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Tag Archive: Adaptive Reuse

  1. July Update

    We know you all have been wondering about the progress of East End Market, so here is our monthly update! Thank you for your patience and encouragement as we develop East End Market. Because there has never been a project exactly like this before, there are surprises all along the way, and as Owner John Rife would say, “If it was easy, it would have been done before.”

    Not only is East End a learning experience for us, but we also hope that it will offer many educational experiences for you once we open. Our edible landscaping and market garden will be just one of the opportunities to explore and learn at East End. It will awaken you to the possibilities of growing food, says Henry Melendy, Founder of My Yard Farm and landscape designer of East End Market. And John Rife can’t wait to have a market garden, which “will be the billboard for what’s in season.” So, take a peak at what we have accomplished over the past couple of months and leave your comments below.

     

  2. The First in a Series of Updates from Our Online Television Partner

    In January, we began “The Market Minute,” our weekly series of short videos, giving you an insider’s look at the local food scene. To keep you updated on East End Market’s development, we have partnered with Orlando LIVE for a monthly video series on the building’s progress and our upcoming events.

    In this series, John Rife, East End Market’s founder and developer, talks about the unique artisan culture the Market will support by creating an engaging and thought-provoking space. You’ll also get a sneak peek inside the space and learn how we are re-adapting the building for our own use. Click the video above to hear more!

  3. East End Sparks a New Beginning

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    In the lively Audubon Park Garden District, an abandoned 14,000 square foot two-story is an unharmonious site compared to the eclectic and funky shops along Corrine Drive. The building was constructed in 1962 as a church and stood as a sturdy place of worship until 2007. With the downturned economy, the building has stood vacant for the past five years, creating an odd void in the otherwise active community.

    East End Market hopes to transform this space into a gathering place with a unique environment to nurture the neighborhood’s distinct culture. Other redevelopment projects have been known to revitalize communities, like a repurposed Wal-Mart turned into a Texas public library. As East End adapts the building into a bustling community food hub, the area’s economic, social and environmental health are at the core of the developers’ motivation.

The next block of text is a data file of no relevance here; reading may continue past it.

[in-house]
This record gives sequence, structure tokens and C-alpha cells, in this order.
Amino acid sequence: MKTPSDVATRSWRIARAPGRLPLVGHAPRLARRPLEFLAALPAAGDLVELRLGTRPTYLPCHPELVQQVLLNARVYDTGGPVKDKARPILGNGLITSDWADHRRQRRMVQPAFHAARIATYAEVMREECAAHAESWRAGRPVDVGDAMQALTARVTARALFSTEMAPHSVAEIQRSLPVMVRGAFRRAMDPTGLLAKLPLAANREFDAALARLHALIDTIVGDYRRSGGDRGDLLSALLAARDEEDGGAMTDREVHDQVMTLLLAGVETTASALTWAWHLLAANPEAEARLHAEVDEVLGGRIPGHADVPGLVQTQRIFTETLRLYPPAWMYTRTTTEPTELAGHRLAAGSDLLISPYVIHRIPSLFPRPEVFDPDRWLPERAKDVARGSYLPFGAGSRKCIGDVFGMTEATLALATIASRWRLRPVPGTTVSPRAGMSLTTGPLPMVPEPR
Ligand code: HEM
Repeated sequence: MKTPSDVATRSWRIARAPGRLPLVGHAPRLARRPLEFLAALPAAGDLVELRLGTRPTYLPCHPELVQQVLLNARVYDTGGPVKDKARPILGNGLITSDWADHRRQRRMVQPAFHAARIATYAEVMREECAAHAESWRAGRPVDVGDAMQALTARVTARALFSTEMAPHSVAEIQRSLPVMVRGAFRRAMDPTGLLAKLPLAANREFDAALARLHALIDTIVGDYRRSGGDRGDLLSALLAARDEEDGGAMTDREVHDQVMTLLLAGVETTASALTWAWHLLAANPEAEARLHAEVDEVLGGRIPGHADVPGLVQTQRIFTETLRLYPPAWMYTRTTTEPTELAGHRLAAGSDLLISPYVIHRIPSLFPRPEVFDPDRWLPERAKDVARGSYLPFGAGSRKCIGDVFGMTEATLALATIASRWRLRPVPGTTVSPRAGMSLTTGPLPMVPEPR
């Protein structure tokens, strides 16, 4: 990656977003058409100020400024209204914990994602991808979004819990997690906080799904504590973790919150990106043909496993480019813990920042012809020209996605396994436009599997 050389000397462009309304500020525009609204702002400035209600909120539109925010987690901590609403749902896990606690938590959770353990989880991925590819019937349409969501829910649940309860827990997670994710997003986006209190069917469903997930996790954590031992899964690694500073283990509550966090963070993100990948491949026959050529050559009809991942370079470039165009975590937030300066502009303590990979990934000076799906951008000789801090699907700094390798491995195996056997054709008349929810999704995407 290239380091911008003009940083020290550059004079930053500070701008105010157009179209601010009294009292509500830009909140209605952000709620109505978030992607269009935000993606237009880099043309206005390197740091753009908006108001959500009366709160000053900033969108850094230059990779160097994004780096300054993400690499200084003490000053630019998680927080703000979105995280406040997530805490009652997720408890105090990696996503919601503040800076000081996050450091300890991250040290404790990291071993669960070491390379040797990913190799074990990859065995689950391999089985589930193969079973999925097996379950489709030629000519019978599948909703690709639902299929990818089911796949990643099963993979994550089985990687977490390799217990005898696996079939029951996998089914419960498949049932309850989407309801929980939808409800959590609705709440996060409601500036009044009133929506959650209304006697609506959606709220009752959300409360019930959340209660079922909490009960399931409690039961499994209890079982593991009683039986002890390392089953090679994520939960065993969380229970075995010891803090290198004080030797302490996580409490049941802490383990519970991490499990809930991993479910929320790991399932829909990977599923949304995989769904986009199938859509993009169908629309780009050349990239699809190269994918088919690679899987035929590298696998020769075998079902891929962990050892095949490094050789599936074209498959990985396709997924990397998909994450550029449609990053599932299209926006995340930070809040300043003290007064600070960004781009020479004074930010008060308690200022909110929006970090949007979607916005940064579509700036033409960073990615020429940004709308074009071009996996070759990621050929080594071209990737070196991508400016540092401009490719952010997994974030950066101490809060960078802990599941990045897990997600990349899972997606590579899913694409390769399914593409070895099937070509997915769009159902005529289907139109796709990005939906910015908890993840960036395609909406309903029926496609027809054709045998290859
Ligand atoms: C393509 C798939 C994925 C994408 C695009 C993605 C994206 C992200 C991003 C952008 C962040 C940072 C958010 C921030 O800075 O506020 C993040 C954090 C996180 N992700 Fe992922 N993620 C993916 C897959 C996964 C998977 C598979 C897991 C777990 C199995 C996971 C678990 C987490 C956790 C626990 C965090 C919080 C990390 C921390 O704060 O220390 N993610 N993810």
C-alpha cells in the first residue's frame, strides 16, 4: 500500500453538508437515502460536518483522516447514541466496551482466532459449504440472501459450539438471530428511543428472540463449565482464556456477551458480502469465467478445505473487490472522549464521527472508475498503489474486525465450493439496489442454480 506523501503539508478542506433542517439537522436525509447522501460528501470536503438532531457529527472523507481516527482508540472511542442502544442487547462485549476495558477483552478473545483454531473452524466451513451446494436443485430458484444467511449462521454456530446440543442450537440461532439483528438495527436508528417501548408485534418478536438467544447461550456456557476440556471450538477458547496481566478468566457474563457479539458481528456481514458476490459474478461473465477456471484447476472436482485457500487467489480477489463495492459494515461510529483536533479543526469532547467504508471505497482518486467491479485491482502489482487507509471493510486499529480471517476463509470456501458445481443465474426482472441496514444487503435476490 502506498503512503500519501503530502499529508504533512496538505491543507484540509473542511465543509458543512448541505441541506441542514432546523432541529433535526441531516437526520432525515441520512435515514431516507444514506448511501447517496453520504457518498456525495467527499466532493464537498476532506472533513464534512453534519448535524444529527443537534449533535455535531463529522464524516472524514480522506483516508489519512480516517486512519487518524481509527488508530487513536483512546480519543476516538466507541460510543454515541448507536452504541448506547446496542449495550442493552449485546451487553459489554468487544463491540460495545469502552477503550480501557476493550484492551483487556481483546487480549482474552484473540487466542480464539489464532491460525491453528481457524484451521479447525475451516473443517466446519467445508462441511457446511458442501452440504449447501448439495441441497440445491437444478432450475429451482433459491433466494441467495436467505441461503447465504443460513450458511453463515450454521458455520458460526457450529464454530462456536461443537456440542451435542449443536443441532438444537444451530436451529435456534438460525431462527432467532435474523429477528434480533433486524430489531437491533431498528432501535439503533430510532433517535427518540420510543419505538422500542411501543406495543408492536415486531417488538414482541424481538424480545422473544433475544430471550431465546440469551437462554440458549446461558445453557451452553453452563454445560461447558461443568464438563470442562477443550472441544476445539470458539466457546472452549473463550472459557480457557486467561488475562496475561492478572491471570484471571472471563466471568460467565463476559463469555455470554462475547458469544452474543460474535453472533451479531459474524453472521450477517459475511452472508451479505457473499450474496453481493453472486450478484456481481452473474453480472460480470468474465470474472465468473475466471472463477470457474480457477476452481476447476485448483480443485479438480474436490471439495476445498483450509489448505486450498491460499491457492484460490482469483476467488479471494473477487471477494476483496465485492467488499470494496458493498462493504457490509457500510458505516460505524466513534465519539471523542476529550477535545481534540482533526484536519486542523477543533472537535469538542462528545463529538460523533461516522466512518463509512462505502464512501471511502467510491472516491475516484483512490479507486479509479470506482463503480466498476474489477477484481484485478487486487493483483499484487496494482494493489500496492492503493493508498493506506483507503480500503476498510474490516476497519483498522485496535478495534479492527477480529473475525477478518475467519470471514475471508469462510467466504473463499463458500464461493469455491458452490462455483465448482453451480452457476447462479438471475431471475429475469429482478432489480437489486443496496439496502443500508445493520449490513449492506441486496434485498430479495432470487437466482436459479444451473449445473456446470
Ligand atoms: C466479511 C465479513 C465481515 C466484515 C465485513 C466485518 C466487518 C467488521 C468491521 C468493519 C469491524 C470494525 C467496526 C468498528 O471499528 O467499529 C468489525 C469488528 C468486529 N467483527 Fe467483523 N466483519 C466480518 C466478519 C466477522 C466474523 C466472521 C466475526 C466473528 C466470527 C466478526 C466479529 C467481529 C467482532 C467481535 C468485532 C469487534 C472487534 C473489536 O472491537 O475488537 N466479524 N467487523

The adaptive reuse project is not only economically viable, but environmentally as well. East End will extend the lifecycle of the structure, meanwhile minimizing Orlando’s sprawl, preserving virgin materials used in new construction, and conserving energy in general. As updates are made to bring the existing building up to code, energy efficiency is ensured by reinsulating the ceilings and replacing single-pane windows with double-pane windows. Sustainability is also incorporated by ethically and regionally sourcing building materials. As for the waste materials, like those from an old house on the back of the property, they are sorted and recycled appropriately.

    An Urban Garden will take the space of a 1,300 square foot lawn off of Corrine drive. Edible plants and Florida-friendly varietals will be used for additional landscaping, rather than the irrigation-needy, non-edible alternatives. The market will also bring the outdoors in with creative planters made from reclaimed wood. Future phases will allow East End to incorporate other green designs like solar panels, a cistern for harvesting rainwater, and perhaps even a green roof.

    The producer-focused market hall, incubator kitchen, farm-fresh restaurant, office/retail areas, and event space are slated to open February 2013. Aiming to support the food entrepreneurs and local business of Central Florida, East End also sourced their contractors and construction company locally, using Barefoot Brothers Construction and Schmidt Design and Architectural Resource Group (of Altamonte Springs). Just as Seattle, New York City and D.C.’s public markets have drawn national attention with their redevelopments, East End aspires to provide a comparable experience for visitors and residents of Audubon Park.